And Now, the Rest of the 2015 Presenters
Music, poetry, and dance, all with Radical Collaboration
We’ve introduced you to 21 of our presenters, and we have three more to tell you about this week — Mark Heinlein, Tandy Beal, and Ryan Amador, all part of the amazing lineup for our all-day event on Friday, April 24.
Tandy Beal, of course, is legendary in Santa Cruz. Internationally recognized dancer, choreographer, teacher, producer, performer, creative visionary, she will grace the TEDxSantaCruz stage with “Heisenberg Principle – A Dance Performance,” with music by Jon Scoville, her lifelong partner and composer.
Beal served as artistic director for the Moscow Circus in Japan, the Pickle Family Circus, and since 1971, Tandy Beal & Company. She’s a theater arts dance lecturer at UC Santa Cruz, who has brought world-renowned artists to area schools, 48 states, and the world.
Described as our “own personal Cirque du Soleil … a feast of soaring imagination,” she considers collaboration to be a hallmark of her work, with such artists as Frank Zappa, Korean National Treasure AeJu Lee, washi artist Ibe Kyoko, Carl Sagan, Esperanza del Valle, Corazon en Flor, SoVoSó, and composers Lou Harrison, John Adams, Hi Kyung Kim, and Bobby McFerrin. She also choreographed all the major characters in Tim Burton’s movie, The Nightmare Before Christmas.
Photo, above, by Shmuel Thaler.
Ryan Amador will also bring music to the Rio stage, with his “Define Me: A Musical Performance.” Amador is a Brooklyn-based singer-songwriter who describes himself as a “self-defining” man. In 2013, he made a statement-making video with singer Jo Lambert called “Define Me,” which challenged listeners to label them and has gotten more than 313,000 views on YouTube.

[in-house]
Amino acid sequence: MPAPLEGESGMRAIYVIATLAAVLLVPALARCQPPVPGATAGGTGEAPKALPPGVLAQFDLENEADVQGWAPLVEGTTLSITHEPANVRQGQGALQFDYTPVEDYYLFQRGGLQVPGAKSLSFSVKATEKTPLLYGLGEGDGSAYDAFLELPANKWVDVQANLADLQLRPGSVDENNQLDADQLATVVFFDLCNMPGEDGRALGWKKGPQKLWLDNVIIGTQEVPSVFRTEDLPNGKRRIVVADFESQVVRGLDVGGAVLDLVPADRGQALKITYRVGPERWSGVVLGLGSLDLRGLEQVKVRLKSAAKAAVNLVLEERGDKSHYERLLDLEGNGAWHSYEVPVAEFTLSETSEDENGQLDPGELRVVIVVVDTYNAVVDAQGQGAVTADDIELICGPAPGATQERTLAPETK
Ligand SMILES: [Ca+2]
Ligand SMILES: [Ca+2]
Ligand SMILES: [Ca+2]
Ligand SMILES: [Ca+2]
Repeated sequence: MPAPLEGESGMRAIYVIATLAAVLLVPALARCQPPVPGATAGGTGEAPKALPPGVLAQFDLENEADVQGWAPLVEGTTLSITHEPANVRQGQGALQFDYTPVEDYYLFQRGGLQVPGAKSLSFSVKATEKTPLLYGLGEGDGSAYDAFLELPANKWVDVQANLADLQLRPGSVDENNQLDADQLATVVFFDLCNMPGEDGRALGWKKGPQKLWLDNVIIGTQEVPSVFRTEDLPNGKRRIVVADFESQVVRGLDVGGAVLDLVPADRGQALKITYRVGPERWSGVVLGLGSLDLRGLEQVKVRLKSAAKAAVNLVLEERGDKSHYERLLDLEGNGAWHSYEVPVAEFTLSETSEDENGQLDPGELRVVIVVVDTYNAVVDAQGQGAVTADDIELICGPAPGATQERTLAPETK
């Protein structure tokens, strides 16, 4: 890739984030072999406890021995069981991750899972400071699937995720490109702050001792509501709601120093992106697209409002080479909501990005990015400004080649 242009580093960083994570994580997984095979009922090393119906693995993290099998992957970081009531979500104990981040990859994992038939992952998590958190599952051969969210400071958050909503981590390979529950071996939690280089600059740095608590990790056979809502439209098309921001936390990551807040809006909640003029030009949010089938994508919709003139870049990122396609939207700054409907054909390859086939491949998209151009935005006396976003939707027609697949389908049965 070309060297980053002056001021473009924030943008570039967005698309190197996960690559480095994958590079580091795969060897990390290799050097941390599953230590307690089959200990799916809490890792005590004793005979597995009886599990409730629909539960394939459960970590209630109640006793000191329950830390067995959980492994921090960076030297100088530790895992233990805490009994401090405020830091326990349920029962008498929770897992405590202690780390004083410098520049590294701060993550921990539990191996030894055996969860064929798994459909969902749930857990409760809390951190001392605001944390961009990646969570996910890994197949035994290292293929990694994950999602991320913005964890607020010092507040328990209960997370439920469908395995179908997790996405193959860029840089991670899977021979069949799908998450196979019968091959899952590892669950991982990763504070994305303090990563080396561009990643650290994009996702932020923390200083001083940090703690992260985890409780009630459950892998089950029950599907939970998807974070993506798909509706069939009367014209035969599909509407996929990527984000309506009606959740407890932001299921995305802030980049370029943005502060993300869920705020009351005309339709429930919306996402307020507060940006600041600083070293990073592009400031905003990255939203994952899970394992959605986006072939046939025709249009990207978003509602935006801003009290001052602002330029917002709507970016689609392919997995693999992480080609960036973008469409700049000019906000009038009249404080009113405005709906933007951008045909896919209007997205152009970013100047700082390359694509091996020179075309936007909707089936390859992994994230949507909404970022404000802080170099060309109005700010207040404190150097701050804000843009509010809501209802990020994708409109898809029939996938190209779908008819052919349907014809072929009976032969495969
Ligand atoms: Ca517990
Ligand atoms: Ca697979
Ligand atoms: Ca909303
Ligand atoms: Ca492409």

As Amador described it, “Neither of us is walking around trying to be a gay activist. We’re just living our lives openly.”
Last year, he headlined Brisbane, Australia’s Pride Festival, which was named “Define Me” after his song. He also recently released a music video celebrating the “Spectrum” of sexuality, as he challenges the traditional notions of identity.
Mark Heinlein brings words and ideas to the music of bass player Myles Forman — and to this year’s TEDxSantaCruz theme of Radical Collaboration.
“Some ideas are not new, like the soul,” he says, “but the emergence of radical ways to experience them is necessary if we are to evolve our collaborative human experience.”
Heinlein is described as a “modern-day everyman” by Ellen Bass, the current poet laureate of Santa Cruz County. “Through him, we see the challenges and joys, the frustrations, despair, and small victories of our lives. He captures the rhythms of thought, the common, odd and tender details, and delivers moments that are arresting, poignant, memorable. He shows us ‘the full catastrophe.’”
A fishmonger from San Jose who works at a grocery store, he says her comments resonate with him.
“Not only do I witness the day-to-day events of a working man’s life, but I witness the banalities, the wonderments, and the tragedies of our ordinary lives. … In the end, being human is shared by all humans, and as a poet, I feel distinctively able to revel in and reveal in a unique way the commonalities and foibles that make up our lives.“
Heinlein graduated with a master’s of fine arts from San Jose State University. An American Academy of Poets/Virginia de Arujo Award recipient, his poems have been published in magazines and online in the Prose Poem Project, Tar River Poetry, and DMQ Review. His book, Everything We Call Ordinary, was published on the Amazon platform CreateSpace in 2014. He was a speaker at TEDxSanJoseUniversity in 2013.
His poem “Gravity” was featured in Poetry on the Move, an initiative launched by Poet Laureate Sally Ashton, the county of Santa Clara, and the city of San Jose’s Office of Cultural Affairs. The program displayed selected works of five poets on public transit throughout the South Bay.
The full moon – golden as December
maple leaves, purity of white
orchids in spring –
possesses enough pull to move oceans,
to maneuver titanic levers of tides.
Down here, we need some heavenly
invention to draw us closer,
body to body, as we move
through the days like the moon.